The correlation function is a useful signal-analysis tool that engineers often overlook. Its formidable equation, which you have probably not thought about since your undergraduate signals and systems course, is:
where f1 and f2 are real functions of time (t) and τ represents a delay.
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You can forget the pain that this equation evoked in your earlier life because modern oscilloscopes and third-party math software easily perform all the computations and make this powerful function available to everyone. Correlation can be classified into either of two functions, auto-correlation or cross-correlation, depending on the number of inputs. In this article, we'll show some common applications for both cross-correlation and auto-correlation.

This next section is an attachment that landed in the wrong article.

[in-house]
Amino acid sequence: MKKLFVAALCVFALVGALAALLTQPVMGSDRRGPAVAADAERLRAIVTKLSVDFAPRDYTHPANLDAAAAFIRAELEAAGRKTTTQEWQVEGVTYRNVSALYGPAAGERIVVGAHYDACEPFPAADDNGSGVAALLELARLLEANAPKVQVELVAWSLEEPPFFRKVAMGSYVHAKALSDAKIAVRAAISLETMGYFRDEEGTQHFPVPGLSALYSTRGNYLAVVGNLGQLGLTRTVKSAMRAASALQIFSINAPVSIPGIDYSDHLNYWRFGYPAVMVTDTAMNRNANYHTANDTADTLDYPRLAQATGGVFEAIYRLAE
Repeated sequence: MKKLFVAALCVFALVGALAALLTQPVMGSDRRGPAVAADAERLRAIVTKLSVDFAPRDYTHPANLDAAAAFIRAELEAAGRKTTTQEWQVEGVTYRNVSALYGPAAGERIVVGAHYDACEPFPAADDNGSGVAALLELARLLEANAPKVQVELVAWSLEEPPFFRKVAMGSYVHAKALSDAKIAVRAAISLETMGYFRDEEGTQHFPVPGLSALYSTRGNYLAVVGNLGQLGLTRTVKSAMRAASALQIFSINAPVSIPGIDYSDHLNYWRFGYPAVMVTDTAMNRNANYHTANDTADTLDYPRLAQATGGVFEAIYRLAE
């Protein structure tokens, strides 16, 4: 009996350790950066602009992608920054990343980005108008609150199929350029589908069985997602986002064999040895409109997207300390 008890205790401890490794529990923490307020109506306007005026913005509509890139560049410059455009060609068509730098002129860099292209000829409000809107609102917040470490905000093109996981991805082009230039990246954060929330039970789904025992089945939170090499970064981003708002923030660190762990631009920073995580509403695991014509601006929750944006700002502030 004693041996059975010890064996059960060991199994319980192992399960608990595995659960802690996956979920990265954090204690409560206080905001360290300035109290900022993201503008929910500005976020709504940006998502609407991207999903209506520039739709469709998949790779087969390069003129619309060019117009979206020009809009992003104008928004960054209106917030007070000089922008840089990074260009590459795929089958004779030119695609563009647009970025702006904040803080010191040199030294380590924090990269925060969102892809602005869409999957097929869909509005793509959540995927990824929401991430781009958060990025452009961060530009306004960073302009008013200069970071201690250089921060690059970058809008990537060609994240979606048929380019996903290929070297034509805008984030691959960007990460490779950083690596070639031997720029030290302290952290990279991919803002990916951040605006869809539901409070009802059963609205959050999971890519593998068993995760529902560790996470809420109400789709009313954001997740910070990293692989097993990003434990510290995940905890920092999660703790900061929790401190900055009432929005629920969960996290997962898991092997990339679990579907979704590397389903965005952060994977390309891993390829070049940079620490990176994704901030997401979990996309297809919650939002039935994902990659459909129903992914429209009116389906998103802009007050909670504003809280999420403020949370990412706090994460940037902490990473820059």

Correlation functions were added to the available math functions in oscilloscopes to support two optional disk drive measurements, ACSN (auto-correlation signal to noise ratio) and NLST (non-linear transition shift). While these measurements may not be of general interest, their presence makes the correlation function available for more general applications.
Auto-correlation is the correlation of a signal with itself (single waveform). It provides a measure of the similarity between observations as a function of the time lag between them. It is an analysis tool for finding repeating patterns, like the presence of a periodic signal buried in noise.
Cross-correlation measures of the similarity of two waveforms as a function of a time delay between them. Cross-correlation is used to search for a known short signal in a longer signal (detection) or to measure a time delay between two signals with a common source.